For the next two weeks she is blind and we don't bother to put her in a pen. She continues to gain strength and wanders around now, but stays pretty close to the other calves. She does get up and come bumbling toward me when she hears me out feeding them. It is funny to watch her; she walks really cautiously with her head stretched out, when she bumps into something she turns and goes another direction; kind of like one of those windup toys that turn when they hit a wall.
Fast forward to Sept. She has regained her sight and except for a strange opacity about her pupils you can't tell her from the other calves.
My husband thinks it was a fever that made her blind. But it was weird.

Monday, September 10, 2007

Genetic Hiccup

Here's a break from my stories....

This is a photo of a calf born back in March of '05. The mom is a b/w Holstein and so was the bull. But both of her grandfathers were registered red Holsteins.
With some lack of originality I named her Red Rosie. She is in with the bull to breed now. We are anxious that all goes well with her. It will be interesting to see if she has a red or b/w calf.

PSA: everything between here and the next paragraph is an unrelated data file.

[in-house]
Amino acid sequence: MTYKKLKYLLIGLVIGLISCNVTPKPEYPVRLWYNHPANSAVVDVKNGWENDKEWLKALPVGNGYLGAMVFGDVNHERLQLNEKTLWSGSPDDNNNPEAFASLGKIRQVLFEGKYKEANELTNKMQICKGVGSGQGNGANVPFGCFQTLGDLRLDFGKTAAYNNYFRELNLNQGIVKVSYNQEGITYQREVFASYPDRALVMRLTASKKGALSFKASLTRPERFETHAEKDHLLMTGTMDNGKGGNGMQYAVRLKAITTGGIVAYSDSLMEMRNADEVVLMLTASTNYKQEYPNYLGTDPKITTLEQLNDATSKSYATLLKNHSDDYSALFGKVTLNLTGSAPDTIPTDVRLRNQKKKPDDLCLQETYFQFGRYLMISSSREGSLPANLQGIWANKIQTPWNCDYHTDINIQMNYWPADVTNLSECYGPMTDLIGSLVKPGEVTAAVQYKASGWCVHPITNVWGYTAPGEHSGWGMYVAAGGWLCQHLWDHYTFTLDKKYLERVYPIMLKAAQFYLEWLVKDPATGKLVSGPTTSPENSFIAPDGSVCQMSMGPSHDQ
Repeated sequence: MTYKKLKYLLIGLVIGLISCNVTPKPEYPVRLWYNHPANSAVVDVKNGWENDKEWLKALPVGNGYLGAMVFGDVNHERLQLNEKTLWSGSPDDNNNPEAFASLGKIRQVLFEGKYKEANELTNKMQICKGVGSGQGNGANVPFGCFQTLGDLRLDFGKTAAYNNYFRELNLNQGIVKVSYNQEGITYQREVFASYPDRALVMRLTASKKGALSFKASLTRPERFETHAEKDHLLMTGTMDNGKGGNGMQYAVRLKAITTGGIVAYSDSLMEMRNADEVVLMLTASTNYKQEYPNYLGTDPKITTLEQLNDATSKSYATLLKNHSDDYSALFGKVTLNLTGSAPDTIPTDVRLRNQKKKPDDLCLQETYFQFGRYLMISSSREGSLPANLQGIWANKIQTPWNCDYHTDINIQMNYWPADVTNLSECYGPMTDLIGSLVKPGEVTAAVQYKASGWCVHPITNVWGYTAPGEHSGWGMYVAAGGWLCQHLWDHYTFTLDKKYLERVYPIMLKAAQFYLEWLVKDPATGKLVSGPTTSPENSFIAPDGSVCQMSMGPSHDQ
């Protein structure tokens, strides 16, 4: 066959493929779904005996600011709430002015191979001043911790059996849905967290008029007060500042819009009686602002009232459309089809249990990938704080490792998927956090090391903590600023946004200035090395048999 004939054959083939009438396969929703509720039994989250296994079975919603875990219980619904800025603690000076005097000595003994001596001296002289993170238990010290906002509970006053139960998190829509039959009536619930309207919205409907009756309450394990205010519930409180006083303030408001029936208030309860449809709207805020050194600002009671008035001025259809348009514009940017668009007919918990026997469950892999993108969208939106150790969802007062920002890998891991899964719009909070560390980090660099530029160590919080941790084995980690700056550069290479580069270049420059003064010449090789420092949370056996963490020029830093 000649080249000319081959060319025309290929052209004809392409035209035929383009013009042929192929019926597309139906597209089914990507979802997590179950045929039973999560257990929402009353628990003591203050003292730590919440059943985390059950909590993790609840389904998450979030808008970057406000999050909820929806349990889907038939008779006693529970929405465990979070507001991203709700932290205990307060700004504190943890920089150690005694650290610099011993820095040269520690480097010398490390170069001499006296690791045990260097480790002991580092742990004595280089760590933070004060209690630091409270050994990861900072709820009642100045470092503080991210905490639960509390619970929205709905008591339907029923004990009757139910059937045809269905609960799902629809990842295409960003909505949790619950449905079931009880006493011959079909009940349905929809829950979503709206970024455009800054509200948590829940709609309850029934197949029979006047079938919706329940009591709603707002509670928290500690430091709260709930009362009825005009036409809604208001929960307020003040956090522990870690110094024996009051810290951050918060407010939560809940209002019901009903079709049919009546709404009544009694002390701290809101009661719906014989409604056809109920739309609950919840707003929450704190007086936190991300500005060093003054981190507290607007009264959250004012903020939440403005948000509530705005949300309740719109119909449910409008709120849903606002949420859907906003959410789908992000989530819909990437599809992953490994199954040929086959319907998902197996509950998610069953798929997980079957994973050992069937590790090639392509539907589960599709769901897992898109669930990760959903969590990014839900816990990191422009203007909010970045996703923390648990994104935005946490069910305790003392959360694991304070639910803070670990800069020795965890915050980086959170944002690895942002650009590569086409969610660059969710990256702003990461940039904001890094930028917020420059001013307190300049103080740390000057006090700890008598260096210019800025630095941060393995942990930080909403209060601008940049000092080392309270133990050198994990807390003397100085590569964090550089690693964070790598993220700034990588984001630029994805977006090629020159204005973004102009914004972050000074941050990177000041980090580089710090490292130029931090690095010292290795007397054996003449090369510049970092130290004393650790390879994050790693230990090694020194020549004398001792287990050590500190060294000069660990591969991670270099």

Wednesday, September 5, 2007

Off the Wall

This takes longer to write and to read than it did to happen, but read on and laugh if you must!

It started off as a regular, normal morning. I went out and did the AM chores as usual and was doing the wash-up after milking; where I run wash and rinse waters through the hoses and milkers. My husband, who drives a bus for the grade school, had left to start the bus and warm it up (he keeps it parked up by his mom’s place) and to check on his mother. I was in the middle of finishing the bleach rinse cycle when I took the plug out of the vat so the water wouldn’t go back up the intake hose and the milking hoses would clear out. As I leaned over to do so I casually laid my hand on the porcelain sink that we use to wash our hands; it is right next to the clean up vats. To my everlasting astonishment the sink just fell off the wall.
Now, this is a large older porcelain sink and rather heavy. However, it didn’t go kablooie, it just kind of bowed slowly away from the wall, like it was genuflecting to the milk tank in the middle of the room. As it fell one of the water lines broke and water started gurgling everywhere. For one split second I stood there in amazement; then I realized that the vacuum pump was still running and I needed to shut it off. For some reason it never occurred to me to try and prop the sink up, it was still only halfway to the floor, but I had to turn the vacuum pump off before it burned out. So as I was turning that off the sink collapsed the rest of the way to the floor, breaking the other water line attached to it. *sigh*